Brazil’s Embraer SA, the world’s third-largest commercial planemaker, expects to generate business worth $14 billion from the Middle East region by 2030, a top official said on Sunday.
Sao Jose dos Campos-based firm, which is a leading airplane exporter, sees demand of 310 jets in the 60-120 passenger jet segment in the region from 2011 to 2030, Mathieu Duquesnoy, vice president of commercial aviation for Middle East and Africa said at the Dubai Air Show.
The company opted to upgrade the engine in its E-170 and E-190 jets instead of designing a bigger, brand-new family of airplanes that would have taken on larger rivals, it said on Friday.
Embraer is aiming for E-jet entry into service in 2018 and is in talks with Pratt & Whitney, CFM and Rolls Royce to re-engine E-Jet, Paulo Cesar Souza e Silva, president of Embraer’s commercial aviation said. CFM is a joint venture between General Electric and France’s Safran.
Embraer delivered 28 commercial aircraft and 18 executive jets in the third quarter of 2011. It competes with Canada’s Bombardier Inc in the regional jet space business.
With 65 of the Embraer family in service in the Middle East, the aircraft are already the second most-operated type in the region, after the Airbus A320.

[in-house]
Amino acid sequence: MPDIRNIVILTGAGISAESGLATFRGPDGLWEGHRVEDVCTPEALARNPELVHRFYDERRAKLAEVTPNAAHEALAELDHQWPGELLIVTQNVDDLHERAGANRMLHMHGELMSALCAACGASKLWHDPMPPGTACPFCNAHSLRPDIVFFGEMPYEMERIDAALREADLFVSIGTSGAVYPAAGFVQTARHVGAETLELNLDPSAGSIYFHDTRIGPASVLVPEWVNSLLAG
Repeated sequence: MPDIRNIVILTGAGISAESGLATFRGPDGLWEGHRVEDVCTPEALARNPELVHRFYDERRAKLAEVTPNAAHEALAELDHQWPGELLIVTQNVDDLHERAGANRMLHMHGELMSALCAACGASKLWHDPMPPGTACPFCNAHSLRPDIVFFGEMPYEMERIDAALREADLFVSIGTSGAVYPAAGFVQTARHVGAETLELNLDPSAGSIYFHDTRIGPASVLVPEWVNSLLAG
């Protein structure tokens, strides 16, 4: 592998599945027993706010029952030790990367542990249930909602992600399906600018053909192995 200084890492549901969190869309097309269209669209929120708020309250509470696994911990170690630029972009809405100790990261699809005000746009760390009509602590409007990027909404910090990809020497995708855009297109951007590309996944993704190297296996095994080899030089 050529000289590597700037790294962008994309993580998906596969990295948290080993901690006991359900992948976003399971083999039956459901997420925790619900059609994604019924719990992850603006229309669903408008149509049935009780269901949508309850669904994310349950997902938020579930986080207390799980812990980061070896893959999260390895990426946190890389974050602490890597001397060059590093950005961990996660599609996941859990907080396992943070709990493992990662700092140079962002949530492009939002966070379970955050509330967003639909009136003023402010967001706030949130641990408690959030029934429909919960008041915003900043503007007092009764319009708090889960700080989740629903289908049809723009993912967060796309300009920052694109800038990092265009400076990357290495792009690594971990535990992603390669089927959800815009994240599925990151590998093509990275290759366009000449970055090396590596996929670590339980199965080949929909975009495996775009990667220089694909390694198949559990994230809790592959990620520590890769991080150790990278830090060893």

Embraer is planning to double the number of E-Jets operating in the Middle East over the next two years.
During an event in Muscat, Oman, Duquesnoy said the Brazilian airframer plans to take advantage of the untapped growth potential for regional jets in the Gulf.
Embraer, which is participating in the 12th edition of the?Dubai?Air Show, has a strong footprint in the region.
The company’s first commercial aircraft, Embraer 170 entered service with Saudi Arabian Airlines in 2005.
Already at the show, resident carrier Emirates has ordered $18bn worth of Boeing 777 aircraft, whilst signing options for a further $8bn worth of planes.
And as the week progresses,Qatar and Etihad are expected to place multi-billion dollar aircraft orders of their own.
The Dubai Airshow runs from 13 to 17 November 2011.
Sources: Reuters, flightglobal, ibtimes, BBC